It might be a little difficult to consider all of the available services and architectural options when thinking about data platforms.
An enterprise data platform often consists of data warehouses, data models, data lakes, and reports, each with a specific purpose and set of skills needed. In contrast, a new design called the data lakehouse has emerged during the last few years.
The versatility of data lakes and data warehouse data management are combined in a revolutionary data storage architecture dubbed a “data lakehouse.”
We will examine data lakehouse in-depth in this post, including its components, features, architecture, and other aspects.
What is Data Lakehouse?
As the name implies, a data lakehouse is a new type of data architecture that combines a data lake with a data warehouse to solve the shortcomings of each separately.
In essence, the lakehouse system uses inexpensive storage to maintain massive amounts of data in their original forms, much like data lakes. Adding the metadata layer on top of the store also gives data structure and empowers data management tools like to those found in data warehouses.
It stores the enormous volumes of organized, semi-structured, and unstructured data that they get from the different business applications, systems, and gadgets used throughout their organization.
The majority of the time, data lakes use low-cost storage infrastructure with a file application programming interface (API) to store data in open, generic file formats.
This makes it possible for many teams to access all of the company data through a single system for a variety of initiatives, such as data science, machine learning, and business intelligence.
- Low-cost storage. A data lakehouse must be able to store data in inexpensive object storage, such as Google Cloud Storage, Azure Blob Storage, Amazon Simple Storage Service, or natively using ORC or Parquet.
- Capability for data optimization: Data layout optimization, caching, and indexing are a few examples of how a data lakehouse must be able to optimize the data while maintaining the data’s original format.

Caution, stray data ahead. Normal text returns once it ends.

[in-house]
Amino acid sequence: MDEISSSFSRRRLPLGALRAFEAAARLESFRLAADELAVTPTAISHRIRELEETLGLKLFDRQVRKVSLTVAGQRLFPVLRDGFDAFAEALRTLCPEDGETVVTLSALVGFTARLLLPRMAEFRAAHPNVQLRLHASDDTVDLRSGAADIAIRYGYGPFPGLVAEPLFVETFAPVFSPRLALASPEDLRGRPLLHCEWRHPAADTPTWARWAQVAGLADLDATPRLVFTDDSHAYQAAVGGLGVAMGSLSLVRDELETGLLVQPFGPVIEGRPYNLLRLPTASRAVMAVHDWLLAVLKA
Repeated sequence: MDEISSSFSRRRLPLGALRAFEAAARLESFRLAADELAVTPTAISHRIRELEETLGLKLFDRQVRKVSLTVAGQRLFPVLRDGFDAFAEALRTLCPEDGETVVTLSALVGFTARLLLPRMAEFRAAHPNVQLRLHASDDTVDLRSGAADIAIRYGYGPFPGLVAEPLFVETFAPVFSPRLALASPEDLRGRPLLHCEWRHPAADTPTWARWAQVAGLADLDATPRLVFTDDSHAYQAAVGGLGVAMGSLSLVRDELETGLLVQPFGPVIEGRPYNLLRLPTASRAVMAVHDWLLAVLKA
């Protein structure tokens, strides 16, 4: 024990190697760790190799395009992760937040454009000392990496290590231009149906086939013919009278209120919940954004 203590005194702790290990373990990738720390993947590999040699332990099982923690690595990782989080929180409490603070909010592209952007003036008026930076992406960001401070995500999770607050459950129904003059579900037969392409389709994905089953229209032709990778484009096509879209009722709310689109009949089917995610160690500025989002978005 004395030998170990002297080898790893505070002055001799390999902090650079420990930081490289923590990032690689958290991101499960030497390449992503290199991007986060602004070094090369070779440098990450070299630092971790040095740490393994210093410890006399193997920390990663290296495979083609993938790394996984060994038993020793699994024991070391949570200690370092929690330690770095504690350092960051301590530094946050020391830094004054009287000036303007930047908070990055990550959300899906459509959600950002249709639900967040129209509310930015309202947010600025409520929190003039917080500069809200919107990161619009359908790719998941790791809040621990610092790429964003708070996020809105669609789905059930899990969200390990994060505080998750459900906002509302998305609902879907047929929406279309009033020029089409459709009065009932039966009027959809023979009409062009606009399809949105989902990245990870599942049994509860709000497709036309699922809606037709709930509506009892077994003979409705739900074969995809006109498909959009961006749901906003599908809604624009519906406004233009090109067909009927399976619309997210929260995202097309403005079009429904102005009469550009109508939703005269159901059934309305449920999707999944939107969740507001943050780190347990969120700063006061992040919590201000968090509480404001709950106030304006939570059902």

- A layer of transactional metadata: On top of the essential low-cost storage, this enables data management capabilities crucial for data warehouse performance.
- Support for the Declarative DataFrame API: The majority of AI tools can use DataFrames to retrieve raw object store data. Support for Declarative DataFrame API increases the ability to dynamically improve the data’s presentation and structure in response to particular data science or AI task.
- Support for ACID transactions: The acronym ACID, which stands for atomicity, consistency, isolation, and durability, is a critical component in defining a transaction and ensuring the consistency and dependability of data. Such transactions were previously only possible in data warehouses, but the lakehouse offers the option to utilize them with data lakes as well. With several data pipelines including concurrent data reads and writes, this resolves the problem of low data quality of the latter.
Elements of Data Lakehouse
The architecture of the data lakehouse is divided into two main tiers at a high level. The storage layer’s data intake is controlled by the Lakehouse platform (i.e., the data lake).
Without needing to load the data into a data warehouse or convert it into a proprietary format, the processing layer is then able to query the data in the storage layer directly using a range of tools.
Then, BI apps, as well as AI and ML technologies, can use the data. The economics of a data lake is provided by this design, but because any processing engine can read this data, businesses have the freedom to make the prepared data accessible for analysis by a range of systems. Processor performance and cost can both be improved by using this method for processing and analysis.
Due to its support for database transactions that adhere to the following ACID (atomicity, consistency, isolation, and durability) criteria, the architecture also enables many parties to access and write data simultaneously within the system:
- Atomicity refers to the fact that either the full transaction or none of it, succeeds while completing a transaction. In the event that a process is interrupted, this helps avoid data loss or corruption.
- Consistency guarantees transactions occur in a predictable, consistent manner. It maintains the integrity of the data by ensuring that every data is legitimate in accordance with predetermined rules.